As the NHS send out information* about diabetes control and heat, they have started that “with more than one in 17 people in the UK affected by diabetes, it’s important to know how to manage the condition in the hot weather. People with diabetes can be affected in different ways by the heat. It can cause unexpected blood glucose levels to rise (hyperglycaemia) or fall (hypoglycaemia – hypos)”. A hypo can cause people to act as if drunk or pass out, this is a serious risk on sites and in areas where there is heavy machinery.
It has been suggested that the heat can affect people living with diabetes in different ways, such as:
- longer periods of inactivity in the hot weather which can make blood glucose levels higher than usual,
- if someone is taking insulin, it is absorbed more quickly from the injection site, so the skin has an increased blood supply, which makes the likelihood of hypos greater.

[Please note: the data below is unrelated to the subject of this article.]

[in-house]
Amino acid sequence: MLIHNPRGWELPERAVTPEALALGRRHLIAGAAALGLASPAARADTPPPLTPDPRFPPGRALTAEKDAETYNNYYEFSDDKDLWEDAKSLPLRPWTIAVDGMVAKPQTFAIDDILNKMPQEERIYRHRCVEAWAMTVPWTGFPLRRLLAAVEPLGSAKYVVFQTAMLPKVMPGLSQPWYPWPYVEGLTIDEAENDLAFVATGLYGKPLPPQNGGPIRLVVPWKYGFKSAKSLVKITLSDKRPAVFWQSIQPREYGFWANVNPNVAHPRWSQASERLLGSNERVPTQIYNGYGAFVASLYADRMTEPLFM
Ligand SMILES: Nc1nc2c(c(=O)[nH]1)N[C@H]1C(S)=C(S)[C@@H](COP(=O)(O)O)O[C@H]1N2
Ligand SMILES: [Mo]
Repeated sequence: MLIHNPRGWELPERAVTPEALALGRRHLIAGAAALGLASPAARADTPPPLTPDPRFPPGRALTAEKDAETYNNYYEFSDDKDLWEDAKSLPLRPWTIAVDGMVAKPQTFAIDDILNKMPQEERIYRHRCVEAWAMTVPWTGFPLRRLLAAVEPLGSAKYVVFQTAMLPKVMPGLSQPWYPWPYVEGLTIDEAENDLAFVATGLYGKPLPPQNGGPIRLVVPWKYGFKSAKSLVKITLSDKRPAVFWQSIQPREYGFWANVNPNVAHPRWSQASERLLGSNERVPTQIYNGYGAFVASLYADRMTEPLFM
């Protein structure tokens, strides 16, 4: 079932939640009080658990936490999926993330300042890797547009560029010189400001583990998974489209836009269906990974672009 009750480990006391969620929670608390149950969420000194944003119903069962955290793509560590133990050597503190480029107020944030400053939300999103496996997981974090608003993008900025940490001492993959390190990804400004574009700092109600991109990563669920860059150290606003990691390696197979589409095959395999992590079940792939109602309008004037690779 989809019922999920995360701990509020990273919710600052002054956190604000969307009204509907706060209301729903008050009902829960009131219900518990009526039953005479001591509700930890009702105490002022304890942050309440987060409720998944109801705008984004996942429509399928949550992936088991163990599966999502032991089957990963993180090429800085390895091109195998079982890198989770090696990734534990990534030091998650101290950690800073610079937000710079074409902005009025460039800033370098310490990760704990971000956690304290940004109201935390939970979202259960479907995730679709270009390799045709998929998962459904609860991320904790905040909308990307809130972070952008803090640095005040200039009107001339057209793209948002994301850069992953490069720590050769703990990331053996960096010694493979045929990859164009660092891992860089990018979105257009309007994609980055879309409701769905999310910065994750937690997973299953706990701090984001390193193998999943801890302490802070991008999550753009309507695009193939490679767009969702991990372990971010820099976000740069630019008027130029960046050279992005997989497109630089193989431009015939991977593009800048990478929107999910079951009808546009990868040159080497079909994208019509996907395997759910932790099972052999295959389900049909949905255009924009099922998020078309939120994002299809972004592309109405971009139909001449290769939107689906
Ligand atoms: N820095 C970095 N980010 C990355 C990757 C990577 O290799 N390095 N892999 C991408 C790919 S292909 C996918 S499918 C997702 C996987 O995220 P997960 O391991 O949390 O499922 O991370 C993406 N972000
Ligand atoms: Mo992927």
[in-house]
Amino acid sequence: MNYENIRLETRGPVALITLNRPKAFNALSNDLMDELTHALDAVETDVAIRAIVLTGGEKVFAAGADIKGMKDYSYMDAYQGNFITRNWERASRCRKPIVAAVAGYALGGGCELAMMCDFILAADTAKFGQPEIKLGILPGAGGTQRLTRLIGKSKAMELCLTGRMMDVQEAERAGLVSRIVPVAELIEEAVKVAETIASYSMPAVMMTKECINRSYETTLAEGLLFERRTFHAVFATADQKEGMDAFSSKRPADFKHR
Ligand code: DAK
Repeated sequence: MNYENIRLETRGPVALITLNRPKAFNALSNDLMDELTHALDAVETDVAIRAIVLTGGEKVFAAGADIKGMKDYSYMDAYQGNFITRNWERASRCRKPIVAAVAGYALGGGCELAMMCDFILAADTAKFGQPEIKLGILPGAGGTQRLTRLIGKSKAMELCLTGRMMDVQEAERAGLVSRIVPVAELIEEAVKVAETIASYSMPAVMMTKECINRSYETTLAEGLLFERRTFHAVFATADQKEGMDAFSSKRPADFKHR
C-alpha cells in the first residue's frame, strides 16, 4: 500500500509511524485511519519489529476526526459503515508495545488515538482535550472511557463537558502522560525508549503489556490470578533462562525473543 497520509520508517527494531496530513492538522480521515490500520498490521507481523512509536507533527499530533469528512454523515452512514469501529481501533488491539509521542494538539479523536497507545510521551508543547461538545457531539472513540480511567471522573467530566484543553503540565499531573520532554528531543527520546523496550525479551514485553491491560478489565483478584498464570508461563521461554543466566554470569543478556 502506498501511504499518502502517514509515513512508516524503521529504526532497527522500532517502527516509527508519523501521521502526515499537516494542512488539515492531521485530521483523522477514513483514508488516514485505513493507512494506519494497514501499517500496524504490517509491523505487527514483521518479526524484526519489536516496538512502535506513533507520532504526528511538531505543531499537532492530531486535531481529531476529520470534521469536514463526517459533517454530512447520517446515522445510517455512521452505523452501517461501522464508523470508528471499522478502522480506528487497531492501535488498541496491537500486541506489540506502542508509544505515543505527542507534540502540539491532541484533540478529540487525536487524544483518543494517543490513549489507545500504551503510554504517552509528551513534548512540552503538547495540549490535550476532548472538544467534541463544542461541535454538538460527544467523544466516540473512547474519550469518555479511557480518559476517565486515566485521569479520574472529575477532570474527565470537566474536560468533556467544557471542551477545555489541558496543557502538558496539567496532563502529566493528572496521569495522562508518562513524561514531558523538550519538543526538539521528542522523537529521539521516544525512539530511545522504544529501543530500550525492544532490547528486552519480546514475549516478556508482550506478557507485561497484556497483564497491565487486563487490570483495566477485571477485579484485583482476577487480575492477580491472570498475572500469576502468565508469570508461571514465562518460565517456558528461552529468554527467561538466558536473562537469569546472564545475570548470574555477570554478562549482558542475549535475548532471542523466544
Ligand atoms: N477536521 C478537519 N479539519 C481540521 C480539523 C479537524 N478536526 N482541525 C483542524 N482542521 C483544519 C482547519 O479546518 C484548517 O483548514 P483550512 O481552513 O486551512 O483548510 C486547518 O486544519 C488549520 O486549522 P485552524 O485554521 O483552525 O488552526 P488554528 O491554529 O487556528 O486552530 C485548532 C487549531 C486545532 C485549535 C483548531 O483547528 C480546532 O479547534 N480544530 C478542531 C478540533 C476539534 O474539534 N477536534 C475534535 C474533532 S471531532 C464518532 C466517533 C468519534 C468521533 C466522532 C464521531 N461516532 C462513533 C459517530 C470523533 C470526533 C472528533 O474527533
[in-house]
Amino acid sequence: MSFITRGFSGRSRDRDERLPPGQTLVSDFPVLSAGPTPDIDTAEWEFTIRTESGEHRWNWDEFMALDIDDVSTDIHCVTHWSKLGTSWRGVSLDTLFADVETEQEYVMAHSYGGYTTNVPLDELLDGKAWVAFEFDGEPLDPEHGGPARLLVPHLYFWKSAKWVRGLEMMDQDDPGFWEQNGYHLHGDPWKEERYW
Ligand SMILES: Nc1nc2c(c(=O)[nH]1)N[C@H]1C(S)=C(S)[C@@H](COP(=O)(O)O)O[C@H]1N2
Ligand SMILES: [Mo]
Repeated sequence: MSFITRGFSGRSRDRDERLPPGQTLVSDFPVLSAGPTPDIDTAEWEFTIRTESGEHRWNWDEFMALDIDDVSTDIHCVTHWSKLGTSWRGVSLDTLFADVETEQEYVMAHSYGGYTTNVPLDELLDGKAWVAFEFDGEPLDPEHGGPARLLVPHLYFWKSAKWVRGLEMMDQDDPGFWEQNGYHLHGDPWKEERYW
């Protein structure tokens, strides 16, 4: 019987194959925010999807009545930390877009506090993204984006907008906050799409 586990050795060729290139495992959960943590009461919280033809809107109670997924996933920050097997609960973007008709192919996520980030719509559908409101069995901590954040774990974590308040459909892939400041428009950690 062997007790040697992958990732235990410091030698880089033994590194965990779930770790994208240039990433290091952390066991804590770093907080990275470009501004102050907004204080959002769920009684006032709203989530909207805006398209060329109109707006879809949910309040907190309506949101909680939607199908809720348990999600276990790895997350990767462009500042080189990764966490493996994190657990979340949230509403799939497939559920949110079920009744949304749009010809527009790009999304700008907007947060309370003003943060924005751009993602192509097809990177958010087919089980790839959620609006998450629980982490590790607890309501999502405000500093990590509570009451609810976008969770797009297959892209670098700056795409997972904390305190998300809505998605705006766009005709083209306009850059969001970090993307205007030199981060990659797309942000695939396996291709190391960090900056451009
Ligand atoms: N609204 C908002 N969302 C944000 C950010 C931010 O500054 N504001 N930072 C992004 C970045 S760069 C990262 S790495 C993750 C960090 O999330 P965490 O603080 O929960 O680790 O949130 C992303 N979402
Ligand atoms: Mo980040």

It is important for companies to ensure they are supporting their staff by providing correct breaks and times to re-hydrate. It is especially significant for those working outside and on machinery that is not air conditioned. These are temperatures we often don’t see in the UK, they could have a significant impact on health and pose an increased risk in the workplace.
Professor Anne Phillips from Birmingham City University says ‘Hot weather can be extremely challenging to work in for many people, but for people with diabetes it causes extra challenges that do need extra attention in terms of keeping well hydrated and managing blood glucose fluctuations caused by the heat’
The NHS are suggesting that people ensure they understand the symptoms of high and low blood glucose levels and test regularly so they can remedy quickly and avoid serious problems. We encourage companies to keep speaking with staff, ensuring they support their needs and keep the workplace safe. With the right questions and support, we can all enjoy this wonderful weather and get home safely every night.